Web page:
Research from North Carolina State University showed that ads in Android apps are risky business for privacy and security. The apps can gain root access, track users' locations through GPS , phone call logs, contacts and apps stored on the device.
Research from Purdue University in Indiana revealed that free apps drain batteries faster because 75% of an app's energy consumption was spent on powering advertisements. This research looked at popular apps such as Angry Birds and Facebook running on Android and Windows Phones.
In Angry Birds, research showed that only 20% of the total energy consumption was used to actually play the game itself.
In the rest of the apps 45% is used finding out your location with which it can serve targeted advertising. Besides that the app advertising is using up data.
More than half the apps in Google Play use ad libraries that run software from remote services that can collect data, that raises significant privacy and security concerns. The code could be anything and maybe launch a "root exploit."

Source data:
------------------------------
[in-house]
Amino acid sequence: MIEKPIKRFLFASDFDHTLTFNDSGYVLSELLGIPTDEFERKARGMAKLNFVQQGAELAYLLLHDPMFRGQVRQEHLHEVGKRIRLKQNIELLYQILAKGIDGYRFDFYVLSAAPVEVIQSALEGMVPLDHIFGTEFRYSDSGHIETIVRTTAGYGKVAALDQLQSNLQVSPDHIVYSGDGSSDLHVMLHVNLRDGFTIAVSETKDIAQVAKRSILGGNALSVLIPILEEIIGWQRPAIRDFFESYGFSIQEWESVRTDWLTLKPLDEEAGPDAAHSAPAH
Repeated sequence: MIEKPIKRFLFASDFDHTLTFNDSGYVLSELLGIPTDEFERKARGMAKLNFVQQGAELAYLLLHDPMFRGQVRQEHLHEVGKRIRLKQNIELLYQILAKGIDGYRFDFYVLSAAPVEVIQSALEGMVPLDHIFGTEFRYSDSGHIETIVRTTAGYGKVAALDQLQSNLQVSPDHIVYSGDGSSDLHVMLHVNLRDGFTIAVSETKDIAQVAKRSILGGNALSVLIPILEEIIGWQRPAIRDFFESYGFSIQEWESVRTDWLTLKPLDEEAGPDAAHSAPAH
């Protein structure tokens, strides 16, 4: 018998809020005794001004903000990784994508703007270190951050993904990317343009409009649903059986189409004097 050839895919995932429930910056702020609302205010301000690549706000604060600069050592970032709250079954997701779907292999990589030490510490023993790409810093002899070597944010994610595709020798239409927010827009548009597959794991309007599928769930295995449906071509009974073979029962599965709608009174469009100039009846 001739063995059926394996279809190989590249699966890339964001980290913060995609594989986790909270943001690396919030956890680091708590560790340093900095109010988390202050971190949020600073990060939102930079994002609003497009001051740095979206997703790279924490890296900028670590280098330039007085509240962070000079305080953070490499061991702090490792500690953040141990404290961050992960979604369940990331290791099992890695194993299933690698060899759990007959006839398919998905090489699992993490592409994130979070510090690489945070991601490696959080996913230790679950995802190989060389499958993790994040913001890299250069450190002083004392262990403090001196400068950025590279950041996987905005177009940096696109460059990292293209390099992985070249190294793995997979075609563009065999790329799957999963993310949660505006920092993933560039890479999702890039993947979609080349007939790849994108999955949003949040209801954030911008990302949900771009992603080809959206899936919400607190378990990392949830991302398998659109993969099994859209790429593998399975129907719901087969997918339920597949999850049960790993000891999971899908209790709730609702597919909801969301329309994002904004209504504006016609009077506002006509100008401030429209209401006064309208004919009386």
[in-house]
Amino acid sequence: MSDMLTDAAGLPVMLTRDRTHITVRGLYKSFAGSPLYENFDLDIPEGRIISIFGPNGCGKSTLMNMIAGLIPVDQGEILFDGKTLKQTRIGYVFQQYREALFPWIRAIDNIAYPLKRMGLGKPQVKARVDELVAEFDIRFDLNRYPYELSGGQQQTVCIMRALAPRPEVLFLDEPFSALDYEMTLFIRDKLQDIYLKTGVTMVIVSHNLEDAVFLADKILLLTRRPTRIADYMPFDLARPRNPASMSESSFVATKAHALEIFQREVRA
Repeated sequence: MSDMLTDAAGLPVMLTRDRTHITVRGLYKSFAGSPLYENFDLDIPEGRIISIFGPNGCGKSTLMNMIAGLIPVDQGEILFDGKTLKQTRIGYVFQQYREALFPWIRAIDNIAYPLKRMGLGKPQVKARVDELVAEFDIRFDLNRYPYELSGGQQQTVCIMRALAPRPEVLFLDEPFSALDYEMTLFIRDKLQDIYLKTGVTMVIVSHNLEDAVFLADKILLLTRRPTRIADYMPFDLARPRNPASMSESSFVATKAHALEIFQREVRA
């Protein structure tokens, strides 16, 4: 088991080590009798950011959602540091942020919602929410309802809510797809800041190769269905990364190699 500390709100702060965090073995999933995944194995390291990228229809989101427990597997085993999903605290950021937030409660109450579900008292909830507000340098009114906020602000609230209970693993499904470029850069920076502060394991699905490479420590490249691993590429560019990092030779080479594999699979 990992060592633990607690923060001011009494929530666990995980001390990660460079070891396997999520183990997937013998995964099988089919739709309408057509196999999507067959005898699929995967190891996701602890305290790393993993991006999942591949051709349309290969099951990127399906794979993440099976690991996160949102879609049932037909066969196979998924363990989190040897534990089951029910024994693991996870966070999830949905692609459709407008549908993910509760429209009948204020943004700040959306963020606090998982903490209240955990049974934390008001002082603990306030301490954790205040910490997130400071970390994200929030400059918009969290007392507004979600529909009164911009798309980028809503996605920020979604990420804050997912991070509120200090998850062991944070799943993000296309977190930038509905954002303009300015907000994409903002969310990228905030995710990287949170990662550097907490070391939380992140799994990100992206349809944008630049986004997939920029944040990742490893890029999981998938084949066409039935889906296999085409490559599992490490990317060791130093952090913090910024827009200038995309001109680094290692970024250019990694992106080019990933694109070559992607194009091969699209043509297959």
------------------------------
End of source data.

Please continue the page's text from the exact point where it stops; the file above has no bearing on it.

The ad libraries receive the same permissions that the user granted to the app itself when it was installed – regardless of whether the user was aware he or she was granting permissions to the ad library.
One significant find was that 297 of the apps (1 out of every 337 apps) used ad libraries “that made use of an unsafe mechanism to fetch and run code from the Internet."
Jiang’s team found that 48,139 of the apps (1 in 2.1) had ad libraries that track a user’s location via GPS, presumably to allow an ad library to better target ads to the user. However, 4,190 apps (1 in 23.4) used ad libraries that also allowed advertisers themselves to access a user’s location via GPS. Other information accessed by some ad libraries included call logs, user phone numbers and lists of all the apps a user has stored on his or her phone.
The ad libraries pose security risks because they offer a way for third parties – including hackers – to bypass existing Android security efforts. Specifically, the app itself may be harmless, so it won’t trigger any security concerns. But the app’s ad library may download harmful or invasive code after installation.